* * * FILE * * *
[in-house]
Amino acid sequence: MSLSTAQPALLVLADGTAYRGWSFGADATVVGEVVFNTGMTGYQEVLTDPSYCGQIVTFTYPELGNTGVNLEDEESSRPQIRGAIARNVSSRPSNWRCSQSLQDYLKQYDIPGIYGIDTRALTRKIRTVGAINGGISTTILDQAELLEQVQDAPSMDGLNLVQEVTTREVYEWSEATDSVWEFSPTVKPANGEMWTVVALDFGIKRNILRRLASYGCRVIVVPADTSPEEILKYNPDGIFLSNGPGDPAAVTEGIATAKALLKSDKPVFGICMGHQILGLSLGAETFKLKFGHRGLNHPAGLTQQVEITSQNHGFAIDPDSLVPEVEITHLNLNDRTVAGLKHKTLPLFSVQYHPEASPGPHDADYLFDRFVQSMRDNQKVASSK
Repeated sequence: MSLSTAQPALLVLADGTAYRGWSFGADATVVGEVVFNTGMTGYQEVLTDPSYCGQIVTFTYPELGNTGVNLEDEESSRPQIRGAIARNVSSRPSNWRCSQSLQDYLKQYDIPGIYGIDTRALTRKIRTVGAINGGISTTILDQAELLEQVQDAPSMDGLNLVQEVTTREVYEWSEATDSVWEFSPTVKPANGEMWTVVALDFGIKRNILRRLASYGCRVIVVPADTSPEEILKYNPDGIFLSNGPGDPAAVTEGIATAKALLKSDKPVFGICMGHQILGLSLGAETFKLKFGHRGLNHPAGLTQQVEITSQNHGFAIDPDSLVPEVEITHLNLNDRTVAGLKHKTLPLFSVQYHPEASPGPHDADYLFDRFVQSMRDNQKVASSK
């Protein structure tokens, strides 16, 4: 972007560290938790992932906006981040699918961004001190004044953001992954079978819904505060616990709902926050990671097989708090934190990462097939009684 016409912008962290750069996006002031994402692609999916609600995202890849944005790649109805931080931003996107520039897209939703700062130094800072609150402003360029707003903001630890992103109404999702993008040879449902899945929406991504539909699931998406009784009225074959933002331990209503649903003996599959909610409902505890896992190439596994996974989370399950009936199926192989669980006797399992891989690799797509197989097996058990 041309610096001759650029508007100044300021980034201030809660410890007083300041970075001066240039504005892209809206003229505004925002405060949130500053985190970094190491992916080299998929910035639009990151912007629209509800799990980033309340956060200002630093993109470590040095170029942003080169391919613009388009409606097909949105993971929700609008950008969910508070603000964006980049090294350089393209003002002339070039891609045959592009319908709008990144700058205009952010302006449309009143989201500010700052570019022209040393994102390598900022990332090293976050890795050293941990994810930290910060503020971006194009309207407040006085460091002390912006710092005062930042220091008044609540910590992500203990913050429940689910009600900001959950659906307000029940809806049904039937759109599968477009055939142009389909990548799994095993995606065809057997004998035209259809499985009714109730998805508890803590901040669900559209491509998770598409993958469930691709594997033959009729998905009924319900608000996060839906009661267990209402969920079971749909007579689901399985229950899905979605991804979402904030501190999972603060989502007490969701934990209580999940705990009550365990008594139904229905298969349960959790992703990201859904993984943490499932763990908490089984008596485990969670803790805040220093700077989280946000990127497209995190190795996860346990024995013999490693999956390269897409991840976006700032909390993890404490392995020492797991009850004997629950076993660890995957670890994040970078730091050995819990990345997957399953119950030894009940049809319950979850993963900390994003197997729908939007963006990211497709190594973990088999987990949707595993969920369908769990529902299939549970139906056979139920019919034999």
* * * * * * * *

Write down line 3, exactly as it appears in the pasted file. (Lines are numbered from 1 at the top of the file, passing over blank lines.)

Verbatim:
Repeated sequence: MSLSTAQPALLVLADGTAYRGWSFGADATVVGEVVFNTGMTGYQEVLTDPSYCGQIVTFTYPELGNTGVNLEDEESSRPQIRGAIARNVSSRPSNWRCSQSLQDYLKQYDIPGIYGIDTRALTRKIRTVGAINGGISTTILDQAELLEQVQDAPSMDGLNLVQEVTTREVYEWSEATDSVWEFSPTVKPANGEMWTVVALDFGIKRNILRRLASYGCRVIVVPADTSPEEILKYNPDGIFLSNGPGDPAAVTEGIATAKALLKSDKPVFGICMGHQILGLSLGAETFKLKFGHRGLNHPAGLTQQVEITSQNHGFAIDPDSLVPEVEITHLNLNDRTVAGLKHKTLPLFSVQYHPEASPGPHDADYLFDRFVQSMRDNQKVASSK